GKN sit‑in Festival: ‘the exploiters need us, but we don’t need them’

Hilary Horrocks discusses a recent march and festival organised by sacked workers at the GKN factory in Campi Bisenzio, Italy, who are fighting to keep their workplace open under public ownership and workers' control, despite the owners' attempts to shut it down.

 

Five thousand people joined a march in Campi Bisenzio, near Florence, on Saturday evening 6 April, organised by the sacked workers at the huge GKN factory, who have been fighting for two-and-a-half years to keep their workplace open under public ownership and workers’ control.

Shop stewards from the ex-GKN workers’ collective at Campi Bisenzio, Florence, leading 5000 marchers last weekend. The large banner bears their slogan, Insorgiamo (Let Us Rise Up)

The dispute and the occupation of the factory continues, since an Italian labour court ruled against the final attempt to dismiss the 400 GKN employees just before the deadline of 1 January this year. Now, though, the workers are not receiving any wages.

The demonstration at the weekend was called by the workers’ Collective in response to an attack on the occupied factory by the management, the most likely organisers of a break-in in the early hours of the morning last week to cut off electricity to the plant.

The Collective was set up in 2017. In July 2021 Melrose, the owners of GKN, announced that they planned to shut down the factory and sell it off to property developers. Since then, the Collective has become a nucleus for a campaign that has won wide support in the climate justice movement and in the community.

The ex-GKN Collective has argued forcefully and convincingly, with the participation of academic researchers, for a just transition away from the factory’s former role of turning out car axles, towards the production of socially useful items such as cargo bikes and solar panels, vital in the battle to save the climate.

Campi Bisenzio is typical of the working-class areas near Florence, with a strong radical tradition, including support for the Resistance during the Second World War. (Stuart Hood (1915-2011), the Scottish writer and broadcaster who fought with the partisans, recalled in his memoir Pebbles from My Skullthat his partisan group in the hills overlooking Campi could rely on its inhabitants for food and arms.)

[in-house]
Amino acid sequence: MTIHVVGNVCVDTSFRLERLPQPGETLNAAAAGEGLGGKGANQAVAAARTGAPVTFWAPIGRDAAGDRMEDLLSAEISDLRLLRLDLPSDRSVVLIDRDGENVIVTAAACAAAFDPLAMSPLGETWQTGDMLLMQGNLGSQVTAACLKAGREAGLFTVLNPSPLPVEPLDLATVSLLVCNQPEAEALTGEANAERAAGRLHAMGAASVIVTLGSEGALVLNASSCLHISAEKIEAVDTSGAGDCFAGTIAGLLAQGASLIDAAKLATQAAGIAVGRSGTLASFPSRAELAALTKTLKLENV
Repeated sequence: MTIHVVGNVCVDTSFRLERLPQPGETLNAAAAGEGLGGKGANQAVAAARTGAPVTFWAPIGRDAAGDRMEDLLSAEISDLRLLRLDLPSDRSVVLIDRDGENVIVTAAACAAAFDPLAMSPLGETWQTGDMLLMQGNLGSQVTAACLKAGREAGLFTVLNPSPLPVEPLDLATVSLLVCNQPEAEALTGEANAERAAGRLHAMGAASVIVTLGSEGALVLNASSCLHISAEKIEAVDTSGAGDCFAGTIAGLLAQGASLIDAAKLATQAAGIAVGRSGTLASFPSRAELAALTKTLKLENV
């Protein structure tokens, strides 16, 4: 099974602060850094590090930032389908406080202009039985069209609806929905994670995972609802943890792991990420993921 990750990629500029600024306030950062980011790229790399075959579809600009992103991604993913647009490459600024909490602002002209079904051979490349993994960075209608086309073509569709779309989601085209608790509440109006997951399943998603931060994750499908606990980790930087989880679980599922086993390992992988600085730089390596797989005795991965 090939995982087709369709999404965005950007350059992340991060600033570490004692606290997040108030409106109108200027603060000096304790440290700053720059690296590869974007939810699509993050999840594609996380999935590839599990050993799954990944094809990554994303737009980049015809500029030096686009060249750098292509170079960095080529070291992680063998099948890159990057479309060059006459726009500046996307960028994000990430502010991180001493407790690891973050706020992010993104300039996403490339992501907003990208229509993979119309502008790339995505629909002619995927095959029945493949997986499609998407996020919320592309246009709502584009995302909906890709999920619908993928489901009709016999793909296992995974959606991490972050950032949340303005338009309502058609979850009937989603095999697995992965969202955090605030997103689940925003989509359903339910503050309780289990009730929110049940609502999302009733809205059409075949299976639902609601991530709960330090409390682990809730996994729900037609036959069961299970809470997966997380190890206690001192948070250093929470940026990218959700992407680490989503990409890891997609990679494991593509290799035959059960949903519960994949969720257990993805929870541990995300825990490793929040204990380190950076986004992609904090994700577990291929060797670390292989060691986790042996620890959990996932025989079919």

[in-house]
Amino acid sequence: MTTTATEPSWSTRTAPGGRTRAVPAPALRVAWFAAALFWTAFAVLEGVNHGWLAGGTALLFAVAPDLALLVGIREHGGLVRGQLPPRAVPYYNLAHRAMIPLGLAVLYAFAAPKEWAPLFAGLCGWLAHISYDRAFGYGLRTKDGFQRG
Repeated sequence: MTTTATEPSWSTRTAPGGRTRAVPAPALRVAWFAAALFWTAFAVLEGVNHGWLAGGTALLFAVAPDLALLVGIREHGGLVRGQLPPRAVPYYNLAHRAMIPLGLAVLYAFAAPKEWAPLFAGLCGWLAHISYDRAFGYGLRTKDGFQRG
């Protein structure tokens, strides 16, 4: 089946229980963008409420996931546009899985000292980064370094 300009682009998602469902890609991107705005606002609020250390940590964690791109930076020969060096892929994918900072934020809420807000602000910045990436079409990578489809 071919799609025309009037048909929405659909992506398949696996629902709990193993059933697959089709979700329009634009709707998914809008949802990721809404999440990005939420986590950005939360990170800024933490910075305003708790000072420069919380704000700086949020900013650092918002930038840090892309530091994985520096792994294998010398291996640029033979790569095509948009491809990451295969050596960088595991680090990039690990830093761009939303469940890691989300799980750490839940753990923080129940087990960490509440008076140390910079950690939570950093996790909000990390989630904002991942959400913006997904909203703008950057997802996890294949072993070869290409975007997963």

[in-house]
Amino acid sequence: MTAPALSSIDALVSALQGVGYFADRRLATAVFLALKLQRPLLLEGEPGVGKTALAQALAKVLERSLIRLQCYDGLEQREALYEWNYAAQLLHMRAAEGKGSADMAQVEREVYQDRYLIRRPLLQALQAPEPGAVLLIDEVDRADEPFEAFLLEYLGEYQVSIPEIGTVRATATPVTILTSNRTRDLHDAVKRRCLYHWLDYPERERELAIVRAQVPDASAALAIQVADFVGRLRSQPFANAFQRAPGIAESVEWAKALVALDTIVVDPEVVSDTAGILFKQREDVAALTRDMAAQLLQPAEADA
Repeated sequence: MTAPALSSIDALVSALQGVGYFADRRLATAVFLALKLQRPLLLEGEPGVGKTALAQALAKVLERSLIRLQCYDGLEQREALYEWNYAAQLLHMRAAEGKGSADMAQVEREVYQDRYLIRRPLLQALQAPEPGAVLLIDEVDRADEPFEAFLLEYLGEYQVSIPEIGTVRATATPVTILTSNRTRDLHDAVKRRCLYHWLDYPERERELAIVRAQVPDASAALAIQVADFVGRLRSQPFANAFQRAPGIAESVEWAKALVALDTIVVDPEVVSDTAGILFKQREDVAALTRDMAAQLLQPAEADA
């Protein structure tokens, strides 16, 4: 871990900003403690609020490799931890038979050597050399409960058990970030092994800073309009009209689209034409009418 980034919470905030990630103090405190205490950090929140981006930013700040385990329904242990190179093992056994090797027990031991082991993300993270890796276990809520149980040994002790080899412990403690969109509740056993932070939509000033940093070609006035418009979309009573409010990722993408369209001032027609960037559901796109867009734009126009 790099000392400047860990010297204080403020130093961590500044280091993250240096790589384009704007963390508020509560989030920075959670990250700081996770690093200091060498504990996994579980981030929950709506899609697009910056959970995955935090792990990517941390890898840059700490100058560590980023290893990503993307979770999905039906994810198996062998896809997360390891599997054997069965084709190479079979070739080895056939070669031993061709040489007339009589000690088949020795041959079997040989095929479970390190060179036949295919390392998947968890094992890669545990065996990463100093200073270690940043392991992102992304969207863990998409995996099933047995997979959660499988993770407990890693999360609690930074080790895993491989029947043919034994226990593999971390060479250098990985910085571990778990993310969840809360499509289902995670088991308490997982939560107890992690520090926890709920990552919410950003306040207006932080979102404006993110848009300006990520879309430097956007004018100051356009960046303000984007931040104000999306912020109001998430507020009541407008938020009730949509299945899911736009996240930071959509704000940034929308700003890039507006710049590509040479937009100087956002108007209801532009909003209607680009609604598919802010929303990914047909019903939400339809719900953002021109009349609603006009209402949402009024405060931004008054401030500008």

The attack on the factory, and the electricity cut-off, was the culmination of weeks of intimidation against a Festival of Working Class Literature held outside the factory at the weekend. It had been threatened with being banned, on the ludicrous grounds that it was an illegal “rave party”.

But the Festival went ahead, attended by thousands of predominantly young people, some of them students from Florence, Bologna and other universities who have been volunteering with the workers’ collective for two years. It was full of life, with impressive sessions by committed speakers on working-class writing internationally.

The audience at the Festival of Working Class Literature held at the ex-GKN factory

A drone – suspected to be operated by a management stooge – could be seen spying on the Festival throughout the weekend.

There was a talk by the English author Anthony Cartwright on his novel How I Killed Margaret Thatcher, a semi-autobiographical reflection on the catastrophic deindustrialisation of the Black Country in the Midlands during the 1980s.

Film director Ken Loach sent a message of support, saying: “The GKN project demonstrates that the exploiters need us, but we don’t need them … You are setting an example that we all need to follow.”

In an inspiring collaboration between the occupying workers and the climate justice movement, the Collective announced the day after the Festival that solar panels had suddenly been installed over the weekend in the factory car park – something the management had promised, but had not accomplished, in ten years.

The panels, they said, had been brought from Germany by climate activists and were customised on the spot by the occupying workers, providing an alternative source of power to the sabotaged electricity supply.

The Collective is appealing for financial support and for subscriptions to a co-operative ownership scheme for the factory. Full details of this, and a recording of an excellent recent webinar on the campaign (in English), are here

Source >> People & Nature blog


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